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DRINKING just two cans of fizzy pop a week can increase the risk of diabetes, high blood pressure, heart disease and stroke, scientists warned today.

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Researchers uncovered evidence to prove a positive association between sugary drinks and weight gain, plus the eventual risk of developing metabolic syndrome – a cluster of risk factors that raise the chances of developing heart problems and diabetes.

The study suggests drinking two sugar-sweetened drinks a week increases the risk of Type 2 diabetes.

One is enough to raise blood pressure.

The risks from consuming such drinks also included fat stomachs, high levels of fats in the blood, raised blood pressure and reduced “good” cholesterol levels.

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Poor dental health may be linked with increased risk for diabetes, a new study suggests. The results will be presented in a poster Monday, March 19, at ENDO 2018, the 100th annual meeting of the Endocrine Society in Chicago, Ill.

"The health of your teeth maybe a sign of your risk for diabetes," said lead author Raynald Samoa, M.D., an assistant professor in the Department of Diabetes, Endocrinology & Metabolism at City of Hope National Medical Center in Duarte, Calif.

"Our findings suggest that dental exams may provide a way to identify someone at risk for developing diabetes. We found a progressive positive relationship between worsening glucose tolerance and the number of missing teeth. Although a causal relationship cannot be inferred from this cross-sectional study, it demonstrates that poor dental outcome can be observed before the onset of overt diabetes," he said.

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Prions are insidious proteins that spread like infectious agents and trigger fatal conditions such as mad cow disease. A protein implicated in diabetes, a new study suggests, shares some similarities with these villains. Researchers transmitted diabetes from one mouse to another just by injecting the animals with this protein. The results don’t indicate that diabetes is contagious like a cold, but blood transfusions, or even food, may spread the disease.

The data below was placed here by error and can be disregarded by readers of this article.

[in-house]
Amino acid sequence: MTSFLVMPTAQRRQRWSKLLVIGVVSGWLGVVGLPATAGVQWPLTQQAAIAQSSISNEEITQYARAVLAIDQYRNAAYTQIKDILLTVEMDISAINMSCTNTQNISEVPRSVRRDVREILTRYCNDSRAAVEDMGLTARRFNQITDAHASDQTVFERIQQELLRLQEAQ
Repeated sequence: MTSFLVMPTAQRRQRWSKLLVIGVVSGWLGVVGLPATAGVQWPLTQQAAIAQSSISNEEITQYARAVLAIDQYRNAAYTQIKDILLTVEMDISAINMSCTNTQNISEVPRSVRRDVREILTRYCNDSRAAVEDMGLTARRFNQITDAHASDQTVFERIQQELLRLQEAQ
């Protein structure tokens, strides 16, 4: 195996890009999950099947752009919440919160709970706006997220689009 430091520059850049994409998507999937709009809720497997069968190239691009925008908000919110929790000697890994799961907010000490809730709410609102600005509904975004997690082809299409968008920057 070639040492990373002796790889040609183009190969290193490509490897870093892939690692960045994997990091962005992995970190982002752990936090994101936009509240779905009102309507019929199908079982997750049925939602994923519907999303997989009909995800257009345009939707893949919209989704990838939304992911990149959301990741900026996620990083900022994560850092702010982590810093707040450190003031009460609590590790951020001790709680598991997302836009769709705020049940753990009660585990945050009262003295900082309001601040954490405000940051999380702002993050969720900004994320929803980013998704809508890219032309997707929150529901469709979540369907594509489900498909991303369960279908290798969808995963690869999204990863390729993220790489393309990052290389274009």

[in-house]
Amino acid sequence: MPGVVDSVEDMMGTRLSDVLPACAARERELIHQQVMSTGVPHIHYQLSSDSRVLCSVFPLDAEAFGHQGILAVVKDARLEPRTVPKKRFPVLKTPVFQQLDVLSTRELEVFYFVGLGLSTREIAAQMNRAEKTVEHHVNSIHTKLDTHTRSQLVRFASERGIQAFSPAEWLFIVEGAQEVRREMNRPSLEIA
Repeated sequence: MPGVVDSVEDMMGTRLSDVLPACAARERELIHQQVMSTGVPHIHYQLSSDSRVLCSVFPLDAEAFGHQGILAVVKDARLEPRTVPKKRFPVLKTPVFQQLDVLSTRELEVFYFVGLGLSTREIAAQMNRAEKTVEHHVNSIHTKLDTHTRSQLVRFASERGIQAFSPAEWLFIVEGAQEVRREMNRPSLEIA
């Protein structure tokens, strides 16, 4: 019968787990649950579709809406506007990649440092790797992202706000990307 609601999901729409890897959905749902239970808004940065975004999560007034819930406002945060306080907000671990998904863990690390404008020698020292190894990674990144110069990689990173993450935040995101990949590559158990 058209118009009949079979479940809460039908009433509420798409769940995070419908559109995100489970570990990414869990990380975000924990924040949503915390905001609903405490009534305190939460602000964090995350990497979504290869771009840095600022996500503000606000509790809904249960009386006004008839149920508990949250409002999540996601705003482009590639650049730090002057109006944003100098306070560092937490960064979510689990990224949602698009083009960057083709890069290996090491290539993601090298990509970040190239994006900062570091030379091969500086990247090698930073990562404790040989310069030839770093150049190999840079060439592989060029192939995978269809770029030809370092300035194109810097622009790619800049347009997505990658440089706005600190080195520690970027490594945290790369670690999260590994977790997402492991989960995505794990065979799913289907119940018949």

The work is “very exciting” and “well-documented” for showing that the protein has some prionlike behavior, says prion biologist Witold Surewicz of Case Western Reserve University in Cleveland, Ohio, who wasn’t connected to the research. However, he cautions against jumping to the conclusion that diabetes spreads from person to person. The study raises that possibility, he says, but “it remains to be determined.”

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A new study found more health benefits with moderate drinking … but it does matter what you drink and whether you're male or female.

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Drink two glasses of wine and don’t call me in the morning.

It’s the advice you wish you’d get from your doctor. Well, now that may be a possibility — at least when it comes to diabetes.

People who drink moderately may have a lower risk of developing diabetes than those who abstain, according to a new study published in Diabetologia, the journal of the European Association for the Study of Diabetes.

“The study by Holst and colleagues took data from a health survey for over 70,000 Danish adults and observed fewer new cases of diabetes with moderate alcohol intake than with abstinence over the course of five years,” said Dr. Ronald Tamler, medical director of the Mount Sinai Clinical Diabetes Institute, who was not involved in the study.

The lowest risk of developing diabetes was seen in people consuming moderate amounts of alcohol — 14 drinks per week for men (43 percent lower risk), and nine drinks per week for women (58 percent lower risk).

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Gluconature is sold in over 60 countries from North America, Europe, Middle East and Oceania.  It  is currently approved by Health Canada, USA FDA and EU MOH. With over 5 years of successful application, Gluconature continues to expand worldwide.

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